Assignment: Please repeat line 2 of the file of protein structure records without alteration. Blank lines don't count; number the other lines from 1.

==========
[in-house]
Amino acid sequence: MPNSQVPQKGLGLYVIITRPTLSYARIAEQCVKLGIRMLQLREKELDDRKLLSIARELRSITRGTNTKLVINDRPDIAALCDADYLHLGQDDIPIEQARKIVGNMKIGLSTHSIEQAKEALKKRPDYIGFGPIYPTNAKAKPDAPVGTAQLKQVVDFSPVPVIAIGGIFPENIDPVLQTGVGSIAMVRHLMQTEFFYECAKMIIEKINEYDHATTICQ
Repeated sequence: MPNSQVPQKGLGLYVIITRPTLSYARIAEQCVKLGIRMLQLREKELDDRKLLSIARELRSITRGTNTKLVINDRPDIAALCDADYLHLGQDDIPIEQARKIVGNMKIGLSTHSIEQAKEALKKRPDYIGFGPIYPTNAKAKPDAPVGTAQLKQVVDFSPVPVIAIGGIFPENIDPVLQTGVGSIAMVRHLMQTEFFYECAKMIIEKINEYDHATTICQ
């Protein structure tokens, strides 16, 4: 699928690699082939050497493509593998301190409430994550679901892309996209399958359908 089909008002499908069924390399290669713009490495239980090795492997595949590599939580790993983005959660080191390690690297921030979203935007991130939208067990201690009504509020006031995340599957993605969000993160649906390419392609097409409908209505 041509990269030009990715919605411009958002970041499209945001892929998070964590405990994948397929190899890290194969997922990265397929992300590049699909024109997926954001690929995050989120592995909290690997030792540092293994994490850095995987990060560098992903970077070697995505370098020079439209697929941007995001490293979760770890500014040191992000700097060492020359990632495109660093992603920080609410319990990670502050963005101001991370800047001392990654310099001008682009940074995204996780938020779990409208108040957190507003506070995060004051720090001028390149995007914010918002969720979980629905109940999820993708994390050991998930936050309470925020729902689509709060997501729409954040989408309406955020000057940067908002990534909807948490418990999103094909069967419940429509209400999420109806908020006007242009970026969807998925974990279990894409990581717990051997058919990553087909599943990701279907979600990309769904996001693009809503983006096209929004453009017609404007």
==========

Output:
Amino acid sequence: MPNSQVPQKGLGLYVIITRPTLSYARIAEQCVKLGIRMLQLREKELDDRKLLSIARELRSITRGTNTKLVINDRPDIAALCDADYLHLGQDDIPIEQARKIVGNMKIGLSTHSIEQAKEALKKRPDYIGFGPIYPTNAKAKPDAPVGTAQLKQVVDFSPVPVIAIGGIFPENIDPVLQTGVGSIAMVRHLMQTEFFYECAKMIIEKINEYDHATTICQ